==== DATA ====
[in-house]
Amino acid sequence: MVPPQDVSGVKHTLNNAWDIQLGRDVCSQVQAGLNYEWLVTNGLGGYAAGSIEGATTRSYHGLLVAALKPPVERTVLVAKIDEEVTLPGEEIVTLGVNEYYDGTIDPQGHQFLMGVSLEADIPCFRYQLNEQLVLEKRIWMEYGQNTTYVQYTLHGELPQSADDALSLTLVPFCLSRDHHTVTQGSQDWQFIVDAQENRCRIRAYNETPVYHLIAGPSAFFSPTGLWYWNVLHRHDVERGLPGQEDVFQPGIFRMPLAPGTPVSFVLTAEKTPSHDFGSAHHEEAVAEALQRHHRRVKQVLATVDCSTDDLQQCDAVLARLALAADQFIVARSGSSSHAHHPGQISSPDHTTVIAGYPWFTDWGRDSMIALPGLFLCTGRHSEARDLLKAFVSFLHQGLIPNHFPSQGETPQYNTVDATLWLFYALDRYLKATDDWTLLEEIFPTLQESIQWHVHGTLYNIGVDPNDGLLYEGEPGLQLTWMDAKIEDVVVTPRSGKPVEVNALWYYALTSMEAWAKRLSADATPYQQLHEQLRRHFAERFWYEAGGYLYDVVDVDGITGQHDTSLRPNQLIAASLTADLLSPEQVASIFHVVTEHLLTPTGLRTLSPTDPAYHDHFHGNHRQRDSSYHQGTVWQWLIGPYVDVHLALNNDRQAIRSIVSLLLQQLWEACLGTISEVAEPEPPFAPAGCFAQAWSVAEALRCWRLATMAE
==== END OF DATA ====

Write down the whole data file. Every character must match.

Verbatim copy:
[in-house]
Amino acid sequence: MVPPQDVSGVKHTLNNAWDIQLGRDVCSQVQAGLNYEWLVTNGLGGYAAGSIEGATTRSYHGLLVAALKPPVERTVLVAKIDEEVTLPGEEIVTLGVNEYYDGTIDPQGHQFLMGVSLEADIPCFRYQLNEQLVLEKRIWMEYGQNTTYVQYTLHGELPQSADDALSLTLVPFCLSRDHHTVTQGSQDWQFIVDAQENRCRIRAYNETPVYHLIAGPSAFFSPTGLWYWNVLHRHDVERGLPGQEDVFQPGIFRMPLAPGTPVSFVLTAEKTPSHDFGSAHHEEAVAEALQRHHRRVKQVLATVDCSTDDLQQCDAVLARLALAADQFIVARSGSSSHAHHPGQISSPDHTTVIAGYPWFTDWGRDSMIALPGLFLCTGRHSEARDLLKAFVSFLHQGLIPNHFPSQGETPQYNTVDATLWLFYALDRYLKATDDWTLLEEIFPTLQESIQWHVHGTLYNIGVDPNDGLLYEGEPGLQLTWMDAKIEDVVVTPRSGKPVEVNALWYYALTSMEAWAKRLSADATPYQQLHEQLRRHFAERFWYEAGGYLYDVVDVDGITGQHDTSLRPNQLIAASLTADLLSPEQVASIFHVVTEHLLTPTGLRTLSPTDPAYHDHFHGNHRQRDSSYHQGTVWQWLIGPYVDVHLALNNDRQAIRSIVSLLLQQLWEACLGTISEVAEPEPPFAPAGCFAQAWSVAEALRCWRLATMAE